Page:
How To Get Your Kids To Eat Plant-Based

As a parent, there are many times in your life where you approach a crossroads of something you want to do and wondering how the heck to make it happen.  Many people I have talked to have expressed the desire to get their kids to eat plant-based but genuinely feel confused as to what to do. I’m excited to be sharing this post with you because I have compiled my favorite tips that will answer the very common question, “how do I get my kids to eat plant-based?” 

Note: Some of the links in this post are affiliate links. This means if you click on the link and purchase the item, I will receive an affiliate commission at no extra cost to you. All opinions remain my own.

What is a plant-based diet?

If you are new to the concept of plant-based living, here is a quick overview.  A plant-based diet can be defined as a variety of things. Some people consider it eating mostly plants but still animal products, some say it’s only eating plants.  On my website, when we use the term plant-based we only promote a non-animal based diet.  

I talk more about what a plant-based diet is and how you can get started in this post here.  Here I break down more of what foods to start with and four of my top general tips for getting started. If you have other questions, leave a comment!

Why might you want your kids to eat plant-based?

There are so many benefits to eating plant-based but I want to start out simple.  Plants (fruits, vegetables, nuts, seeds, grains, etc.) should be a key part of any person’s diet, especially kids.  During their early years, kids are going through some incredibly important developmental milestones and we know that vitamins, minerals, and other key nutrients are what best fuels our bodies.  

RELATED: 5 Foods To Help Your Kids Transition To A Plant-Based Diet

Disclaimer: I am NOT a medical professional and I encourage you to please reach out to your physician if you have any questions or concerns about your child’s development.  It’s also important that I share that plant foods are NOT the only foods that promote healthy development in children. It’s entirely up to you how you choose to raise your children and I genuinely believe that a plant-based diet won’t work for everyone. 🙂 Alright, let’s keep going!

“The first 1,000 days of life are crucial for brain development – and foods play an important role.” (source: Harvard Health Publishing)

Brain development is one of the most important stages during childhood. There are a large number of foods that directly impact their brain health. Foods that are hydrating are key to brain development as are foods high in omega-3 fatty acids.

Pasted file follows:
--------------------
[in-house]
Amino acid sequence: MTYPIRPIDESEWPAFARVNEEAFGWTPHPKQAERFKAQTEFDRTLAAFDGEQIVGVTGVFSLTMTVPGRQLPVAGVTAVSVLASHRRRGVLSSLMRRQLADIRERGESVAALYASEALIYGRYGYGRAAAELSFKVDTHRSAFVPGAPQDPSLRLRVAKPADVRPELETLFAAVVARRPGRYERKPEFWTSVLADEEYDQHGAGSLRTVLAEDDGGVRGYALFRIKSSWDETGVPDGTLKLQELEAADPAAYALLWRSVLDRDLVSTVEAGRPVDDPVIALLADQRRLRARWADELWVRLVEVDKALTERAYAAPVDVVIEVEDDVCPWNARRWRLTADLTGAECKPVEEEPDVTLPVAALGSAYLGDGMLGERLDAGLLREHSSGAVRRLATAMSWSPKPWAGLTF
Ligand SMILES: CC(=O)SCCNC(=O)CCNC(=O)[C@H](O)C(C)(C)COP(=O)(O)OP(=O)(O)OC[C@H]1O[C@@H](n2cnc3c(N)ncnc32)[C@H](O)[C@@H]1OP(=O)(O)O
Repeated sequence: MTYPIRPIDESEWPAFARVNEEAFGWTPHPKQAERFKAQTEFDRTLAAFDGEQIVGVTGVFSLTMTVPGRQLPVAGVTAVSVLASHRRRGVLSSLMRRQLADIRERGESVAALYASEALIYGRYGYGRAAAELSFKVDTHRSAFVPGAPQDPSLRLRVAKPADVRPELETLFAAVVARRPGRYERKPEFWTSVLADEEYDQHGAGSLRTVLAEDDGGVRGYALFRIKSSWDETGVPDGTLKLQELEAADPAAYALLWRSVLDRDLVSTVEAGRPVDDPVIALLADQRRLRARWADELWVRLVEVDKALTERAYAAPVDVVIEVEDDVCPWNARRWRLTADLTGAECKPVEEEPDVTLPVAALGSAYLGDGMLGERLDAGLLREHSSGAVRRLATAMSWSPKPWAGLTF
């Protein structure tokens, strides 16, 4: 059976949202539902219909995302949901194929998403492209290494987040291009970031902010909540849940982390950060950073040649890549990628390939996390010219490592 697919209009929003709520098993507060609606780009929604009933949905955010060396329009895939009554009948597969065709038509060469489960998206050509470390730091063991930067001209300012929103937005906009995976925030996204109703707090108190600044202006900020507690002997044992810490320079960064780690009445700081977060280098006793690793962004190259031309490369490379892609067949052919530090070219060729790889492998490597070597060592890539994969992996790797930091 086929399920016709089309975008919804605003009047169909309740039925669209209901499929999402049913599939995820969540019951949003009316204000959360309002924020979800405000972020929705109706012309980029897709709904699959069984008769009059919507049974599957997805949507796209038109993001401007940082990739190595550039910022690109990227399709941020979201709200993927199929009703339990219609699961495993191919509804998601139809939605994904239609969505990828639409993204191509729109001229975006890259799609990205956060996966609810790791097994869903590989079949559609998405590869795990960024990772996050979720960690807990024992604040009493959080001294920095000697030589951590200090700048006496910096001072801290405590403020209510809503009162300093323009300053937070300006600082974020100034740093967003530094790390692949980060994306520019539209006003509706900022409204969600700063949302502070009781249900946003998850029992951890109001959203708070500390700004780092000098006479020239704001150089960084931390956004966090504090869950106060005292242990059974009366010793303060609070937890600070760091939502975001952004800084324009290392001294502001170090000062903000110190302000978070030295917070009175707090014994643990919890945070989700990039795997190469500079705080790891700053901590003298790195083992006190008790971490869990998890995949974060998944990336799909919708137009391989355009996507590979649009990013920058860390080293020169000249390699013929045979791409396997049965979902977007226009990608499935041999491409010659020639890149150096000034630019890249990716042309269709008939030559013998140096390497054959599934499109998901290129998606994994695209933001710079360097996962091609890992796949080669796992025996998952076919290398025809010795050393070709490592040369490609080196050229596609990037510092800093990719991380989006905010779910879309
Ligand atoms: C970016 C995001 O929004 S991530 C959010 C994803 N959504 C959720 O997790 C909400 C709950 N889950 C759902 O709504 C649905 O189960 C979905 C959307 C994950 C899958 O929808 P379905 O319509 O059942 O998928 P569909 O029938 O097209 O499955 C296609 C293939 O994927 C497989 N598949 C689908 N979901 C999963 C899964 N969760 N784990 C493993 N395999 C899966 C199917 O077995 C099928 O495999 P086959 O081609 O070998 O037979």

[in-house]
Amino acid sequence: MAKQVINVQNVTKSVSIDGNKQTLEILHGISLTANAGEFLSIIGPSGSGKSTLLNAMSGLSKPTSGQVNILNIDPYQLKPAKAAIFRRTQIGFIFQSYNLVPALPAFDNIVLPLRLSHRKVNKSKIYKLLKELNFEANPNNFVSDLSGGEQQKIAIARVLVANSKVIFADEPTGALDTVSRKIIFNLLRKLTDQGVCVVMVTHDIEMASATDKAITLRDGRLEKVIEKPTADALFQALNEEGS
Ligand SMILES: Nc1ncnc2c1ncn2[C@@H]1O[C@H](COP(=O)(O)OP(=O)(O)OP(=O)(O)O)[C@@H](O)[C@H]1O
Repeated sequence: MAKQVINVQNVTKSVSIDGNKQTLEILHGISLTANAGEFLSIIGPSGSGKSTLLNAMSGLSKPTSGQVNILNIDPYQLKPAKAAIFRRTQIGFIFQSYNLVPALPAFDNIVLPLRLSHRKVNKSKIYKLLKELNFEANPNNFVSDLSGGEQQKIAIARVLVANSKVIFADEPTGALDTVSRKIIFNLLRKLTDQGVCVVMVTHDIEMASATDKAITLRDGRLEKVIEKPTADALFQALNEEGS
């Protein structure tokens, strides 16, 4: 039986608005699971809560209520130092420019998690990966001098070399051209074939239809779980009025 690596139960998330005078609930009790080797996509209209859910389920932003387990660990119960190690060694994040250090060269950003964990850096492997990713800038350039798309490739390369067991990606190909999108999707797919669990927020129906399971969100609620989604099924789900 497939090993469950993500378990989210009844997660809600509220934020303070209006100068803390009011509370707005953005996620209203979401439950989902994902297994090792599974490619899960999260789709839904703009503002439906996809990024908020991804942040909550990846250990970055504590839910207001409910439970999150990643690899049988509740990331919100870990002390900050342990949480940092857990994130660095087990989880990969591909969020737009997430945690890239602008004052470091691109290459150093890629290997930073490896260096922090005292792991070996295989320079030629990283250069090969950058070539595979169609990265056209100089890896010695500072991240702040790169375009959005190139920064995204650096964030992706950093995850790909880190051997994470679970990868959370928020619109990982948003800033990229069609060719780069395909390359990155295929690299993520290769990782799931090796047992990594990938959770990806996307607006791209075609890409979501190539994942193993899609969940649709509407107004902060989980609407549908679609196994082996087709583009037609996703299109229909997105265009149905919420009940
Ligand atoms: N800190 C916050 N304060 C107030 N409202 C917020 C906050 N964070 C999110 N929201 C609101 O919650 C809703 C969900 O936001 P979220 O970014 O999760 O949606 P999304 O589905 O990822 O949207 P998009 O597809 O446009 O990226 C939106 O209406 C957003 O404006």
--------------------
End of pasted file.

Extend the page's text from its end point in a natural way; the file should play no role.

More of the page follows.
There are many reasons you may want your kids to eat plant-based. For us, we eat plant-based for many reasons. One of the greatest benefits I see in raising my kids plant-based is they are open to a huge variety of foods, flavors, and textures, AND they see vegetables as a delicious food option. I can’t complain about that!

RELATED: 3 Reasons to Raise Plant-Based Kids

Now it’s time we answer your question of how do i get my kids to eat plant-based… you ready?!

How do I get my kids to eat plant-based?

It’s important to remember that every child is different. All families are different, and the options you have available to you will be different than what I have. When you are trying to get your kids to eat plant-based there are a few things you can implement that will make it easier. 

This won’t be an overnight switch.  It is likely that your kids will challenge these choices some days and love them on other days. Just like adults, there are some days where we just don’t want a salad, ya know? And some days where all you want are salty french fries. (yummy!)

RELATED: 10 Tasty Vegan Air Fryer Recipes

Offer a Variety of Foods at Each Meal

Offering a variety of food at each meal may seem like a big task. If you are up for the task, I encourage you to keep it simple. Putting together a plant-based meal can be as minimal as a bunch of cut-up fruits and veggies, plus some cooked options. Or all raw. Or all cooked. 

Try offering foods they love plus foods they’ve never tried or ones you would like them to start eating.  They may hate them, they may love them.  Just keep offering these options. 

gray plate filled with a variety of foods. Plates like this help kids eat plant-based.

MUST READ: Using Snack Plates To Help Kids Eat Plant-Based

I’ve learned that if you make a big deal about them eating a specific food, they may be more inclined to turn up their nose. If you show them that you are also willing to try or eat the foods then they may be more interested in trying it too! 

PS: Even if they take 1 or 2 bites of new food and that’s it — it’s worth celebrating.  At your next meal, you can offer it again and watch as their taste buds progress to enjoy these plant-based foods. 

Model What You Want To See

Sorry parents but if we want our kids to eat more plant foods, we need to do the same.  Our kids watch everything we do and anytime we make a face, say “gross”, or choose not to try something, they see it as permission to do the same.